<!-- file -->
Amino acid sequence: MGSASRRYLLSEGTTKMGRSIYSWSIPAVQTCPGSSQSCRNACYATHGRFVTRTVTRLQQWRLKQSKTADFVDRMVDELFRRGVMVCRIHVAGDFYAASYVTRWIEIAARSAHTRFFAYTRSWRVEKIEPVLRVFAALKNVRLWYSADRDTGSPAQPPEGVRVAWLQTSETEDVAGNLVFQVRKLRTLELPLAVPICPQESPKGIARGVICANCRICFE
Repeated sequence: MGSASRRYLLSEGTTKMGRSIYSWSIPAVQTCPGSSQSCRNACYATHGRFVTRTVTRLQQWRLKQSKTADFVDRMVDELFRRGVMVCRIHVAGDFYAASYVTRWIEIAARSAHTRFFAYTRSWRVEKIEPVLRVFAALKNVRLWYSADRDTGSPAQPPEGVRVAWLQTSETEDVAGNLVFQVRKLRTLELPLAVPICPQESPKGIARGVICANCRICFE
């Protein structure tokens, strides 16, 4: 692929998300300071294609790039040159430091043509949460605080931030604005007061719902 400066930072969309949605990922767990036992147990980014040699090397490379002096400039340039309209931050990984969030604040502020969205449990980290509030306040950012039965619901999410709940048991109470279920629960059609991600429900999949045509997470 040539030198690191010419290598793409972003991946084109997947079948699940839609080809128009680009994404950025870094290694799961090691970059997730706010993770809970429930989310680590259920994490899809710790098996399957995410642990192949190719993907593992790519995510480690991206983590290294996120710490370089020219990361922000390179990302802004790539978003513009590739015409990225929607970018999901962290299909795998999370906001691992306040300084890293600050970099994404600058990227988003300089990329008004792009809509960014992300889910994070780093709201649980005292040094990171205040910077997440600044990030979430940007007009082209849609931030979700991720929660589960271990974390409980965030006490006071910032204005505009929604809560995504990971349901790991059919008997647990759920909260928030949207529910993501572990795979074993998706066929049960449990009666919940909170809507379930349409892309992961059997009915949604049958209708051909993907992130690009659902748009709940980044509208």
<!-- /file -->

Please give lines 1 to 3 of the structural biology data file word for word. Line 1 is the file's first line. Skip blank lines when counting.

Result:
Amino acid sequence: MGSASRRYLLSEGTTKMGRSIYSWSIPAVQTCPGSSQSCRNACYATHGRFVTRTVTRLQQWRLKQSKTADFVDRMVDELFRRGVMVCRIHVAGDFYAASYVTRWIEIAARSAHTRFFAYTRSWRVEKIEPVLRVFAALKNVRLWYSADRDTGSPAQPPEGVRVAWLQTSETEDVAGNLVFQVRKLRTLELPLAVPICPQESPKGIARGVICANCRICFE
Repeated sequence: MGSASRRYLLSEGTTKMGRSIYSWSIPAVQTCPGSSQSCRNACYATHGRFVTRTVTRLQQWRLKQSKTADFVDRMVDELFRRGVMVCRIHVAGDFYAASYVTRWIEIAARSAHTRFFAYTRSWRVEKIEPVLRVFAALKNVRLWYSADRDTGSPAQPPEGVRVAWLQTSETEDVAGNLVFQVRKLRTLELPLAVPICPQESPKGIARGVICANCRICFE
């Protein structure tokens, strides 16, 4: 692929998300300071294609790039040159430091043509949460605080931030604005007061719902 400066930072969309949605990922767990036992147990980014040699090397490379002096400039340039309209931050990984969030604040502020969205449990980290509030306040950012039965619901999410709940048991109470279920629960059609991600429900999949045509997470 040539030198690191010419290598793409972003991946084109997947079948699940839609080809128009680009994404950025870094290694799961090691970059997730706010993770809970429930989310680590259920994490899809710790098996399957995410642990192949190719993907593992790519995510480690991206983590290294996120710490370089020219990361922000390179990302802004790539978003513009590739015409990225929607970018999901962290299909795998999370906001691992306040300084890293600050970099994404600058990227988003300089990329008004792009809509960014992300889910994070780093709201649980005292040094990171205040910077997440600044990030979430940007007009082209849609931030979700991720929660589960271990974390409980965030006490006071910032204005505009929604809560995504990971349901790991059919008997647990759920909260928030949207529910993501572990795979074993998706066929049960449990009666919940909170809507379930349409892309992961059997009915949604049958209708051909993907992130690009659902748009709940980044509208």